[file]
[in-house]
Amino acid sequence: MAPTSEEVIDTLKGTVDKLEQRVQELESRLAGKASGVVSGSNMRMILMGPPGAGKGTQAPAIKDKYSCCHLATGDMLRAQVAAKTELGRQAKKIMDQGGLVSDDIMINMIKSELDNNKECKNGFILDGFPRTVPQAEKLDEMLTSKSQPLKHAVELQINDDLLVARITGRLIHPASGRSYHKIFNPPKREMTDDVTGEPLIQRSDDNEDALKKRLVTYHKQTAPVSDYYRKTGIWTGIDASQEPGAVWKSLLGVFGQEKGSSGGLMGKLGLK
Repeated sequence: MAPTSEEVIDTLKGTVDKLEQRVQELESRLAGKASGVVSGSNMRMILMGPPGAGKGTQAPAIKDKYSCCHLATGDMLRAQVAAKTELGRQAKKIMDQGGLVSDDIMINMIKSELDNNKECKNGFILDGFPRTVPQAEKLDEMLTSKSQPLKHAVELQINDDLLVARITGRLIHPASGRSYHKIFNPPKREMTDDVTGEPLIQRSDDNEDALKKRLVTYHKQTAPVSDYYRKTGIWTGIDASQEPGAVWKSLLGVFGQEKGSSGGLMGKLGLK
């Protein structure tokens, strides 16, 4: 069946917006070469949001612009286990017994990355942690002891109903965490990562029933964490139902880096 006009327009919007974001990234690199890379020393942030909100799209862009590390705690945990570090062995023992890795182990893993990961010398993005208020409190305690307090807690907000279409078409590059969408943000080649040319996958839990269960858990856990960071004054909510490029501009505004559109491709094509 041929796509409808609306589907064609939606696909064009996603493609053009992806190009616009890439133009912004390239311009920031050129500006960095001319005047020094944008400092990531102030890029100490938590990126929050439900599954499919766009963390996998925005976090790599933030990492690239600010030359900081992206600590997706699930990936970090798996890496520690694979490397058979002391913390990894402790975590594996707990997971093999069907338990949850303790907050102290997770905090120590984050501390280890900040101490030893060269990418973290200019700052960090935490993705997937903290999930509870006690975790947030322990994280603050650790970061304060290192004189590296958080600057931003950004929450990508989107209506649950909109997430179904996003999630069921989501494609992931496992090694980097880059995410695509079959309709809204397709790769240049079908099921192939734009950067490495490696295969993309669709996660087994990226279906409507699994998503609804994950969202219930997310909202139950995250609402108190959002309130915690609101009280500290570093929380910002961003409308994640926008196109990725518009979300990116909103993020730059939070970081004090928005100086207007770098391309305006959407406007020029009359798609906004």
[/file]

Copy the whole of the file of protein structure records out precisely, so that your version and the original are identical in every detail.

[in-house]
Amino acid sequence: MAPTSEEVIDTLKGTVDKLEQRVQELESRLAGKASGVVSGSNMRMILMGPPGAGKGTQAPAIKDKYSCCHLATGDMLRAQVAAKTELGRQAKKIMDQGGLVSDDIMINMIKSELDNNKECKNGFILDGFPRTVPQAEKLDEMLTSKSQPLKHAVELQINDDLLVARITGRLIHPASGRSYHKIFNPPKREMTDDVTGEPLIQRSDDNEDALKKRLVTYHKQTAPVSDYYRKTGIWTGIDASQEPGAVWKSLLGVFGQEKGSSGGLMGKLGLK
Repeated sequence: MAPTSEEVIDTLKGTVDKLEQRVQELESRLAGKASGVVSGSNMRMILMGPPGAGKGTQAPAIKDKYSCCHLATGDMLRAQVAAKTELGRQAKKIMDQGGLVSDDIMINMIKSELDNNKECKNGFILDGFPRTVPQAEKLDEMLTSKSQPLKHAVELQINDDLLVARITGRLIHPASGRSYHKIFNPPKREMTDDVTGEPLIQRSDDNEDALKKRLVTYHKQTAPVSDYYRKTGIWTGIDASQEPGAVWKSLLGVFGQEKGSSGGLMGKLGLK
């Protein structure tokens, strides 16, 4: 069946917006070469949001612009286990017994990355942690002891109903965490990562029933964490139902880096 006009327009919007974001990234690199890379020393942030909100799209862009590390705690945990570090062995023992890795182990893993990961010398993005208020409190305690307090807690907000279409078409590059969408943000080649040319996958839990269960858990856990960071004054909510490029501009505004559109491709094509 041929796509409808609306589907064609939606696909064009996603493609053009992806190009616009890439133009912004390239311009920031050129500006960095001319005047020094944008400092990531102030890029100490938590990126929050439900599954499919766009963390996998925005976090790599933030990492690239600010030359900081992206600590997706699930990936970090798996890496520690694979490397058979002391913390990894402790975590594996707990997971093999069907338990949850303790907050102290997770905090120590984050501390280890900040101490030893060269990418973290200019700052960090935490993705997937903290999930509870006690975790947030322990994280603050650790970061304060290192004189590296958080600057931003950004929450990508989107209506649950909109997430179904996003999630069921989501494609992931496992090694980097880059995410695509079959309709809204397709790769240049079908099921192939734009950067490495490696295969993309669709996660087994990226279906409507699994998503609804994950969202219930997310909202139950995250609402108190959002309130915690609101009280500290570093929380910002961003409308994640926008196109990725518009979300990116909103993020730059939070970081004090928005100086207007770098391309305006959407406007020029009359798609906004």